New Delhi: More than one-and-a-half decades ago when he set foot on the soil of the ‘Maximum City’ Mumbai - the ‘City of Dreams’, he wasn’t aware where the destiny will lead him to. But, today he is treading on a path that has seen him performing ghazals and bhajans around the world to highly appreciative audiences.
Highly inspired by the legendary playback singer Mohammed Rafi and armed with tremendous nerve, sheer patience, iron determination and robust optimism, the renowned ghazal singer-composer of Bollywood Dev Rathore likes to offer his audiences a mix of genres and music styles to reflect what the Indian classical music and ghazal is about - a multitude of perspectives.
When this journalist (Shri Ram Shaw) called him up for an interview, an amazing baritone wafted through the phone to enter my consciousness. I’ve heard many colloquial and musical voices in my life and have been smitten by the tonal quality of those otherworldly voices. But this was a different voice which reminded me of a line – “Meri aawaaz ka teer, jaayega dil ko bhi cheer” from Mohammed Rafi’s song “Sun le tu dil ki sada” from film ‘Tere Ghar Ke Saamne’ (1963). It’s indeed a divinely resonant voice. Extremely articulate and succinct, “Behad haseen khwaab, jawani me dekhiye” famed Dev Rathore regaled me with innumerable anecdotes and experiences.
Question: First of all, I’d rather request you to enlighten us about the perception of music.
Dev Rathore: The greatest Muslim mystic, Jalal Uddin Rumi said, “There are many ways to the divine, but I have chosen the ways of song, dance and laughter.” On the contrary, the greatest exponent of atheism and intellectualism, a radical German philosopher and composer, Friedrich Nietzsche said, “Without music, life would be a mistake.” Music is a precious gift from nature and it is the only catharsis of humans ever and nowadays in clinical psychology music has become credible psychotherapy. Music is the language of the universe and it is the only thing, which can never be eliminated from any aspect of life.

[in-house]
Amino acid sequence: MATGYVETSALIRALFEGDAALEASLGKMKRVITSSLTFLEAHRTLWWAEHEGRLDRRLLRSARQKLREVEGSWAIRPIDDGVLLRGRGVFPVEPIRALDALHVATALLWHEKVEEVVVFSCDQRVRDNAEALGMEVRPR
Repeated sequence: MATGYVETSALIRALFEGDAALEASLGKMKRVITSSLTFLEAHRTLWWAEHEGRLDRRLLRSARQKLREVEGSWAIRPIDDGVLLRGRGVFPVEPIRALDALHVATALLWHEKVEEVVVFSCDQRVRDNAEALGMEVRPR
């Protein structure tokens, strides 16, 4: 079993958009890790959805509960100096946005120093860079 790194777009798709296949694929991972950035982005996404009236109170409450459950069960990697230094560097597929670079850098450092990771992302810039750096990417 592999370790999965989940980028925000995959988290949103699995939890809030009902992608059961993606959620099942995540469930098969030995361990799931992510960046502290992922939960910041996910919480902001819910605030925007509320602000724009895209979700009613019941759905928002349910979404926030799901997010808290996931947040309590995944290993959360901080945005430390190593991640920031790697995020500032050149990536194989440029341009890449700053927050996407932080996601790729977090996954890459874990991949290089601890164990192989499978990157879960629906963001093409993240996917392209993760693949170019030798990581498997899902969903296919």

Music has the same value and importance in all cultures across the globe and no civilisation has ever existed without the colour of music. Music is a divine sound and is directly related to our metaphysical core. The music of the subcontinent is technically called “Shastriya Sangeet” or Hindustani classical music. It is the first and very ancient music in the world. The music of the subcontinent dates back to more than 1500 BCE and it is first time written as literature in Hindu religious scripture “Samaveda.”
Q: India is truly blessed to have ghazal maestros like Jagjit Singh (now no more), Pankaj Udhas, Talat Aziz and many more. Do you feel that ghazal has lost popularity now? Ghazals have taken a backseat?
Rathore: I would say that ghazals are still popular and people still love this form of music. But now, it is a known fact that music has changed a lot not only in India but worldwide. I personally feel that ghazals have been around for nearly 400 years and listeners have always patronised ghazal singing. I can say it with a lot of confidence, even today when a music lover gets tired of listening to Bollywood music, which has been the most dominant music in our country for a long time, the first thing one looks for is a ghazal CD and he would say that okay, I would put in the CD, dim the lights and just get into the zone where it is relaxing and peaceful. So ghazals will never go away, they may have taken a backseat in comparison to Bollywood, but I would say that ghazal still remains a very popular genre worldwide.